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Urban Soul Line Dancin' comes to Australia. Y'all invited to dance.

As far as I know -- and can find out -- the little dance session we organised last night was the first conscious "Soul" line dance 'class' in Australia.

Of course we ain't Afro American nor are we aficionadoes embedded within the cultural parameters of Black American history. We don't come from Baltimore or Philadelphia ... or Opelousas (in South West Louisiana -- home of Zydeco); nor is "soul' a significant  theme on the local music scene. 

But for all that what we did last night was in no way exotic. Indeed, as far as I'm concerned "ye hah" countrified boot scootin' would be  truly foreign to our collective urban cultural experience. Baby Boomers didn't grow up on Achy Breaky Heart stuff. We grew up listening and dancing to The Stones, Hendrix, Disco and Motown. And some of us embraced funk and soul.

The  first record I purchased was an Otis Redding LP.

Maybe the white experience of the music is  of a diluted dosage, but then the main game is making it your own. 

And today the whole world explores and adapts Hip Hop.

So there/here we are, in the Antipodes, groovin on to this stuff and lovin it. 

As for me: Dancing with a group -- in fact teaching a group  to dance! (who woulda thought!) -- is a very different experience to boppin on your ownsome. My problem now, my challenge, is to keep the choreography coming so that I can feed the masses' hunger for more  dances. I'm no great dancer -- I've never really danced before -- but then I put in the time and effort into learning the routines. 

I think Soul Line Dancing could really take off in Australia because of all those stereotypical reasons that 'country' line dancing is maligned. Line dancing per se is very good therapy and ticks a lot of social, psychological, cognitive, exercise and cultural boxes. But 'country' style is so rigid, regimented ...so pretentiously cliched.

A Haka
... and most of all it is danced so differently. It is stick and boot dancing. Dancing up and down rather than sliding. "Country" style line dance may today be more eclectic in its repertoire but it locates itself as a pluralist shadow of the ball room and pop music.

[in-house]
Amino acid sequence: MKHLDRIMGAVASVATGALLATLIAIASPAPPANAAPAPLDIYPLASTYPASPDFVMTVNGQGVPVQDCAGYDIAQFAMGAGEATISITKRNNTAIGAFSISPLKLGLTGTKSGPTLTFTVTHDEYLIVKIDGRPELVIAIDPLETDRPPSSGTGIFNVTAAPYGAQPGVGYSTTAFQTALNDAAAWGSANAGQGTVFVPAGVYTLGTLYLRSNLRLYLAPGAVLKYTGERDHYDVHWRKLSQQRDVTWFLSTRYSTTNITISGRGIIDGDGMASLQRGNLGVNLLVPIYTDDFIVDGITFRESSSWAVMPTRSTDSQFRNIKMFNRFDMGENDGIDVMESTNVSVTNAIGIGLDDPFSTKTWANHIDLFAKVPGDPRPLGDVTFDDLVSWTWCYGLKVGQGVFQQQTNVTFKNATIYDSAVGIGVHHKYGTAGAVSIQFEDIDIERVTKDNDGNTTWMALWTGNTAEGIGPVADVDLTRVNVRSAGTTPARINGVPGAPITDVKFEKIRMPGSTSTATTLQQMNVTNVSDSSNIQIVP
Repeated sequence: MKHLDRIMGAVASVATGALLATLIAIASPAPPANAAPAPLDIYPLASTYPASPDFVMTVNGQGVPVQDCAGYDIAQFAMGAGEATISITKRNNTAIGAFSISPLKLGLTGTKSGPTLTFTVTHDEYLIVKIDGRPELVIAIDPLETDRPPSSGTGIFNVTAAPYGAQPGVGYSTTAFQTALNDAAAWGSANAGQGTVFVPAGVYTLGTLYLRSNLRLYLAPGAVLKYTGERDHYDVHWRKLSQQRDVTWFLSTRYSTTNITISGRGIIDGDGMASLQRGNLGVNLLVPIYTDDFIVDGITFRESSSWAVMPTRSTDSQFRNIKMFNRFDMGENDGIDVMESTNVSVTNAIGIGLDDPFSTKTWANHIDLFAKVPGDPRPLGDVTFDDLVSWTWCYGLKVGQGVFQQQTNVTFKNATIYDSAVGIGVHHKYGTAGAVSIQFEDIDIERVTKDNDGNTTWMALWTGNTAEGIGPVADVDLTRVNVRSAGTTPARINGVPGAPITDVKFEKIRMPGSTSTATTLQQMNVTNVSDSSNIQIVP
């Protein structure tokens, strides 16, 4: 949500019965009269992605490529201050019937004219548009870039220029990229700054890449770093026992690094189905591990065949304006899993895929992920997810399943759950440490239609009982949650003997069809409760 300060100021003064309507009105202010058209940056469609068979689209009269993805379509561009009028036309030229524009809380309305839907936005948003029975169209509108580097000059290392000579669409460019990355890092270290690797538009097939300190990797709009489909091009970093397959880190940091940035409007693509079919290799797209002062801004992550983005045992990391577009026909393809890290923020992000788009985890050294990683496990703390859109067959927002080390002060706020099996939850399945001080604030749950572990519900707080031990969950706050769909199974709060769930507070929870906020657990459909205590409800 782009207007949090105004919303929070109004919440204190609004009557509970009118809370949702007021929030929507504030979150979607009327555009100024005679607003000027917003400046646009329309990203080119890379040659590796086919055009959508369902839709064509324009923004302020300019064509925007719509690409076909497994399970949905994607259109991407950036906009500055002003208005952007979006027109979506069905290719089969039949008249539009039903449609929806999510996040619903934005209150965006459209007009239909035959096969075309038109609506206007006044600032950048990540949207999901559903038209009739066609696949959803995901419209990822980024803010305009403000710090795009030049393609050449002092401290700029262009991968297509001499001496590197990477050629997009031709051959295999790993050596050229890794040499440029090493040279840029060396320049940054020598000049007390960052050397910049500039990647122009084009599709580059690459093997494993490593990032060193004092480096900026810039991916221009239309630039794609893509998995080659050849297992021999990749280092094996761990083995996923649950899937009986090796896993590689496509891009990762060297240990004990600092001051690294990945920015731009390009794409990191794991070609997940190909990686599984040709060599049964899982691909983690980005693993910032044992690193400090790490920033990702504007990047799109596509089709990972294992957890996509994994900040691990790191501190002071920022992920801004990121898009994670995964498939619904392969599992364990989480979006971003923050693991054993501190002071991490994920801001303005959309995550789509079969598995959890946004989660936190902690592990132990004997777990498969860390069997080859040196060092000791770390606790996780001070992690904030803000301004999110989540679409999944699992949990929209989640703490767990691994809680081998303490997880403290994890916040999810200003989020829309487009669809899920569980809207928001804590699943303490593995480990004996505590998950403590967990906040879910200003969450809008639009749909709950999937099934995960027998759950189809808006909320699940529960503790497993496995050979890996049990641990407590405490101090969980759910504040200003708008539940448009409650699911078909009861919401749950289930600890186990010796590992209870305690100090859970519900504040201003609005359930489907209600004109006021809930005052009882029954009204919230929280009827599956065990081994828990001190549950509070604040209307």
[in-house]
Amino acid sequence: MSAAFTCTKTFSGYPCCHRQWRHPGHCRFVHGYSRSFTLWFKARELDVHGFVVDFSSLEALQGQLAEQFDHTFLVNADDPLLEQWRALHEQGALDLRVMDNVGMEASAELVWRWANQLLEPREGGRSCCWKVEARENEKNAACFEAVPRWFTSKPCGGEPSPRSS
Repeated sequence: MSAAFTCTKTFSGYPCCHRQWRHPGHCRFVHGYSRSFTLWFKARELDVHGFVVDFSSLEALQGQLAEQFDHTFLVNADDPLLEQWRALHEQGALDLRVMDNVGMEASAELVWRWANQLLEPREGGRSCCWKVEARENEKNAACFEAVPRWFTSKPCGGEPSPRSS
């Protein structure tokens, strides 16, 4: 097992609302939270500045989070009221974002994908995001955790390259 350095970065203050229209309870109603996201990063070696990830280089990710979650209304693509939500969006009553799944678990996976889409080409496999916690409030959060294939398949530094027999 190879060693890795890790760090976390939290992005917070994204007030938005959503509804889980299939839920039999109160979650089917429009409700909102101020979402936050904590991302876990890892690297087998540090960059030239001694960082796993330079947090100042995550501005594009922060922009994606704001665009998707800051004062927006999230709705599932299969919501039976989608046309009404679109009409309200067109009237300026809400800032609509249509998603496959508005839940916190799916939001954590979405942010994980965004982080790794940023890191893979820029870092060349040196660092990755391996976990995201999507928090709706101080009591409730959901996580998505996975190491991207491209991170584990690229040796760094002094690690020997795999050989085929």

No thanks. Nor does couple dancing  really interest me. I'm a Haka man.

As far as I can make out "Soul Line Dancing" in the United States isn't necessarily a national phenomenon. In cities like Baltimore, Philadelphia, Houston and New York -- and in parts of the Carolinas --  Soul Line Dancing is pursued by concentrations of clubs, dance studios and teachers. There is a rich sub culture.

But it ain't necessarily all over the place as the next best thing since sliced bread on legs.

Part of the reason for this , I suspect, is that it hasn't "crossed over"  the US colour line .. nor for that matter is it corporate. The dance culture that rules the clubs -- your youth patronised night clubs -- is very different. There is some coming together with contemporary Hip Hop but my impression is that your average soul  line dancer is a  tad older than your clubber and may not be dancing for the sake of being in the mating game. Instead it is pursued as a sport, for exercise, and as a social gathering.

Of course you can't help but love the music.That matters.

In some churches they practice Gospel Line Dance with folk like Christopher Page  nailing a genre. All good stuff it is.


If you know your onions you'd know that "Soul" music came out of "Gospel" ( esp  through the music of Ray Charles et al).  That it is danced in church suggests how free the from is. It is without boundaries. So there is no compulsory wearing of cowboy hats and boots and buckles (yuk!).

So it lives and is driven by the here and now. That suggests to me that any local "soul" dance culture would need to adapt to local musical output rather than being  pretentiously and artificially Afro American obsessed. Maybe sometimes some local choreography is warranted? And for now -- not that I'm up to it -- I reckon this song by the Melbourne based Kimbra would make a great line dance:


Perhaps you think I'm over the top? But then some line dances are achingly beautiful...like this one -- a line for the skilled: Soul Food.


or the wonderful Terminal Reaction.



(Both dances are out of Philidelphia).

I don't dance these ...yet. I don't possess any where near the skill level to master them. But rest assured they are on my must-do list.

That's because I've seen the light:





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